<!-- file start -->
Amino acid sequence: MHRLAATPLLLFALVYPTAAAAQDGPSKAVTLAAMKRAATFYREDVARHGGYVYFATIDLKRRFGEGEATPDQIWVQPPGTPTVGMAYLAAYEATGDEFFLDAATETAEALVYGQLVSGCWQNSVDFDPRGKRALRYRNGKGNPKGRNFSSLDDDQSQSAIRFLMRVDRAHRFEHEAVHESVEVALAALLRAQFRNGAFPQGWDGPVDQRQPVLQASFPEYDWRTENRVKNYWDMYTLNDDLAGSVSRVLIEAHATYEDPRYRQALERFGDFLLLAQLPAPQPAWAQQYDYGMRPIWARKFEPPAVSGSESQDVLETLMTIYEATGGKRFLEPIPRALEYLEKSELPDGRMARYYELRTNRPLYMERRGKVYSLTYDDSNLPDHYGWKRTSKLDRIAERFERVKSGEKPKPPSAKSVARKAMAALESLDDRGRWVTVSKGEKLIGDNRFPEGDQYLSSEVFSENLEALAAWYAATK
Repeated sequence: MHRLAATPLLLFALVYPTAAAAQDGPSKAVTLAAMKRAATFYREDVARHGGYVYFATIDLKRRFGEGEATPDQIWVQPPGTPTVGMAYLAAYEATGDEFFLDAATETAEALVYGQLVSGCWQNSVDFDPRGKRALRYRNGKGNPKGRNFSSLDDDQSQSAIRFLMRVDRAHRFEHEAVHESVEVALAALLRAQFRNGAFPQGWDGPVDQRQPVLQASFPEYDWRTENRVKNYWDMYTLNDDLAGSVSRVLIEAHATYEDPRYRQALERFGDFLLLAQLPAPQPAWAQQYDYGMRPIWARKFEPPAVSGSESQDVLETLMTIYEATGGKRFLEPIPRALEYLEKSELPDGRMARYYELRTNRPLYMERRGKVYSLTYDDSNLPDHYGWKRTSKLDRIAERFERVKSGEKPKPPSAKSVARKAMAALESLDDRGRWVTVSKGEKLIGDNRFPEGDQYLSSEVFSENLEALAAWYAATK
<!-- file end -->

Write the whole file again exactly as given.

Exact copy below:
Amino acid sequence: MHRLAATPLLLFALVYPTAAAAQDGPSKAVTLAAMKRAATFYREDVARHGGYVYFATIDLKRRFGEGEATPDQIWVQPPGTPTVGMAYLAAYEATGDEFFLDAATETAEALVYGQLVSGCWQNSVDFDPRGKRALRYRNGKGNPKGRNFSSLDDDQSQSAIRFLMRVDRAHRFEHEAVHESVEVALAALLRAQFRNGAFPQGWDGPVDQRQPVLQASFPEYDWRTENRVKNYWDMYTLNDDLAGSVSRVLIEAHATYEDPRYRQALERFGDFLLLAQLPAPQPAWAQQYDYGMRPIWARKFEPPAVSGSESQDVLETLMTIYEATGGKRFLEPIPRALEYLEKSELPDGRMARYYELRTNRPLYMERRGKVYSLTYDDSNLPDHYGWKRTSKLDRIAERFERVKSGEKPKPPSAKSVARKAMAALESLDDRGRWVTVSKGEKLIGDNRFPEGDQYLSSEVFSENLEALAAWYAATK
Repeated sequence: MHRLAATPLLLFALVYPTAAAAQDGPSKAVTLAAMKRAATFYREDVARHGGYVYFATIDLKRRFGEGEATPDQIWVQPPGTPTVGMAYLAAYEATGDEFFLDAATETAEALVYGQLVSGCWQNSVDFDPRGKRALRYRNGKGNPKGRNFSSLDDDQSQSAIRFLMRVDRAHRFEHEAVHESVEVALAALLRAQFRNGAFPQGWDGPVDQRQPVLQASFPEYDWRTENRVKNYWDMYTLNDDLAGSVSRVLIEAHATYEDPRYRQALERFGDFLLLAQLPAPQPAWAQQYDYGMRPIWARKFEPPAVSGSESQDVLETLMTIYEATGGKRFLEPIPRALEYLEKSELPDGRMARYYELRTNRPLYMERRGKVYSLTYDDSNLPDHYGWKRTSKLDRIAERFERVKSGEKPKPPSAKSVARKAMAALESLDDRGRWVTVSKGEKLIGDNRFPEGDQYLSSEVFSENLEALAAWYAATK